25 user must navigate information provided by vendors and sup-
pliers of products and services. By providing certain input
templates 156 the quantity of information could be automati-
cally filtered in order to provide to a user only those selections
of information that need to be considered. The input tem-
30 plates 156 may provide for storage and maintenance of user
inputs over the mere section in which an application 160 or
catalog 154 is executing, or may store the information for
longer term usage. In certain selected embodiments, the soft-
ware 140 may actually provide a "concierge" or valet function
35 by maintaining over a long period of time a collection of
useful information. Thus, a user need not document catalog
purchases, styles, sizes, or the like, but may instead have such
information maintained automatically as input by the user
directly in response to input templates 156, or as a result of
40 direct inputs provided by a CD-ROM tag associated with a
particular product purchased by a user.
In certain embodiments, included with any catalog 154, or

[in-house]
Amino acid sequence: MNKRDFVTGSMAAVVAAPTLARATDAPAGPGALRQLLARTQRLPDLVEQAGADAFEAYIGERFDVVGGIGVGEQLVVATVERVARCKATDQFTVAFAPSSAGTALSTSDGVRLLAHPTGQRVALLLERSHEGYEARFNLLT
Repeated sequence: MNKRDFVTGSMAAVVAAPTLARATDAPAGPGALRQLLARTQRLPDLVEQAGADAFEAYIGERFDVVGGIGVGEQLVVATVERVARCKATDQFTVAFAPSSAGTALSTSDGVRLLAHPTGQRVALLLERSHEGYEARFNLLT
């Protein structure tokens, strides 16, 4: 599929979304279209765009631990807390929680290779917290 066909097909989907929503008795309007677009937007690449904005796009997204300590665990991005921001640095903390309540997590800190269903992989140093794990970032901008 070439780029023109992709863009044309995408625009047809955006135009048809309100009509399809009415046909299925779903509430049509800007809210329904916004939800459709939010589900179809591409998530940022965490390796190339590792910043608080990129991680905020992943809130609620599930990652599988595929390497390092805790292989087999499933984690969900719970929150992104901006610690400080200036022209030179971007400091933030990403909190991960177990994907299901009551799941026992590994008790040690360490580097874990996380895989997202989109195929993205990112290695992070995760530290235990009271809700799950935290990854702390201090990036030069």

independent therefrom, a multimedia presentation 158 may
present information to a user. The multimedia presentation
45 158 may be configured as entertainment to engage a user.
Alternatively, the presentation 158 may be a portion of a
catalog 154. In certain embodiments, the multimedia presen-
tation 158 may take the form of qualification testing, or the
like. Any presentation 158 that may engage a user, may also
so collect information, if desired. Thus, sophisticated profiling
may result from responses of a user to a multimedia presen-
tation 158.
a browser 146 already installed previously and otherwise
usable by a user of the workstation 64. Thus, the browser 146
may be thought of as "organic" to the workstation 64. That is,
the browser 146 is previously installed for other functionality
desired by a user. Similarly, a viewer 147 may be an organic
application 132 previously installed, but relied upon by the 55
software 140, 142, 144. Similarly, a launcher 148 or loader
148 may operate in a workstation 64. Similarly, various utili-
ties 138 are typically installed on a workstation 64. Likewise,